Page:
Ubisoft continued their trend of spin-off releases in the Far Cry series recently with their latest entry, New Dawn. Despite an apparent decline in the series and the less than stellar sales figures for Far Cry 5.
New Dawn takes place in the same map as Far Cry 5 but is set after the events of the main game. For anyone still playing Far Cry 5 look away now because, spoiler alert, everything gets nuked.
That is the canonical ending as well with New Dawn taking place 17 years later in the recently irradiate Hope County. There are some changes to the newly landscaped map with some areas now inaccessible and others opened up.
One significant change to the scenery is the abundant presence of flora and colour.
Leaning away from the conventional depiction of a bland, textureless apocalypse often used in popular culture. Ubisoft has bucked the trend in atypical level design and it’s a welcome change for players.
It shows a small idea can go a long way but it may not be an exception as much as a pioneer. Trends play an important role in game design and upcoming releases suggest colour could be a significant feature in the future apocalyptic events.
Far Cry New Dawn
Avid gamers won’t need familiarising with a post-apocalyptic landscape of browns and greys. Popular series’ like Metro and Fallout have found a core aesthetic that’s bland and repetitive.
Granted, it’s not the most important element of those games but it still allows for simple level design. An old cliche like sewers and dungeon levels, they allow designers to skimp on details often aided by poor lighting.
Ubisoft has gone for a ‘Super Bloom’ theoretical apocalypse wherein nature has flourished in the absence of mankind. We’re told this is a perfectly plausible theory and it has created a world with much more incentive to explore.
The appealing colour scheme and unique plant life make the most of current gen graphics to produce an attractive apocalypse. Whether it’s the vast forest sections or the bright hipster settlements constructed from shipping containers and the ruins of the old world.
Far Cry New Dawn is easily the best looking wasteland we’ve explored in gaming to date. It’s a simple idea but complimented with the traditional Far Cry gameplay might make it the best entry in the series since Far Cry 3.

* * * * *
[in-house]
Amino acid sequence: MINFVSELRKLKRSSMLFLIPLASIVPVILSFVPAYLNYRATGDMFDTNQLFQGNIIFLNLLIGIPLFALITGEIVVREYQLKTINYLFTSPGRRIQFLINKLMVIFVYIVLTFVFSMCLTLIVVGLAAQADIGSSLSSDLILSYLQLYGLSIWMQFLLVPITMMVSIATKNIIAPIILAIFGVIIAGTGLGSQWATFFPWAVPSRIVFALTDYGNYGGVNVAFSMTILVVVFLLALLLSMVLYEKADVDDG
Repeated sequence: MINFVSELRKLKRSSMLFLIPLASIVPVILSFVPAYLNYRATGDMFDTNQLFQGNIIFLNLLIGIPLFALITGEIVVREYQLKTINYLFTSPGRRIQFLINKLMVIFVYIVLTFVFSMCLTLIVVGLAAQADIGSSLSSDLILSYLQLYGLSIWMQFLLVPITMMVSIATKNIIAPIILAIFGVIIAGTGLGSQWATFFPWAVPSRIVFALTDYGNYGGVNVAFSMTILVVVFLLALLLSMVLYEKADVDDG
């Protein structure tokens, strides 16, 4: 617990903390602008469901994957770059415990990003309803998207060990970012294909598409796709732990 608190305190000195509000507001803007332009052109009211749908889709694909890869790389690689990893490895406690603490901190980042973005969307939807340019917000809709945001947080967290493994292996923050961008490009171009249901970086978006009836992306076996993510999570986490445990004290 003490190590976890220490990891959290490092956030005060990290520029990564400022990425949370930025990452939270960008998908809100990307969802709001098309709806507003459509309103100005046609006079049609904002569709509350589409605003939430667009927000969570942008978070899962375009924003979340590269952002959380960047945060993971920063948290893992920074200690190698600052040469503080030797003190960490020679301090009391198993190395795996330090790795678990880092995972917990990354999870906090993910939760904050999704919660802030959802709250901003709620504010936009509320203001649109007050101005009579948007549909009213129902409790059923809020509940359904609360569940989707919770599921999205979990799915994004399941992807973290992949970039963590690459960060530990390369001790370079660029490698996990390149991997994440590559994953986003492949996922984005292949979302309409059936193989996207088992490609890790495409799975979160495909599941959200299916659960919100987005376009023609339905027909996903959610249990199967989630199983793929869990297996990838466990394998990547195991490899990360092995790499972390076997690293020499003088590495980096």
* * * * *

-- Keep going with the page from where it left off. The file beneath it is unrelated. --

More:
A Brand New Apocalypse
Ubisoft isn’t the only studio to have attempted to brighten up the end of the world. There will be a few other titles arriving this year. In fact, the blue and pink colour palette of Far Cry New Dawn could be very trendy for forthcoming entries in the genre.
Rage 2 is set to release in May and appears to adopt a similar approach to their Mad Max-esque aesthetic. Pink and blue certainly play a significant role in the advertising campaign and pre-release footage. Avalanche Studios latest entry in the hyper-shooter series will shift to a much more traditional industrial landscape though.
As opposed to Far Cry New Dawn’s back to nature approach, Rage 2 will bring some character back to the cities and deserts. Potential Fallout successor The Outer Worlds is also expected to release this year and will offer a third perspective to a bright wasteland.
With vivid creature designs and neon-soaked settlements, The Outer Worlds envisions a future where advertising is still key. Life is illuminated through these advertisements creating an array of colour throughout the baron world.
Improving technologies has seen developers shift to awe-inspiring landscapes in games like Red Dead Redemption 2 and Uncharted 4. The potential to create an entirely new world is an enticing one that players would undoubtedly love to explore. Here’s hoping this latest shift for the post-apocalyptic genre is just the start of a new dawn for game design.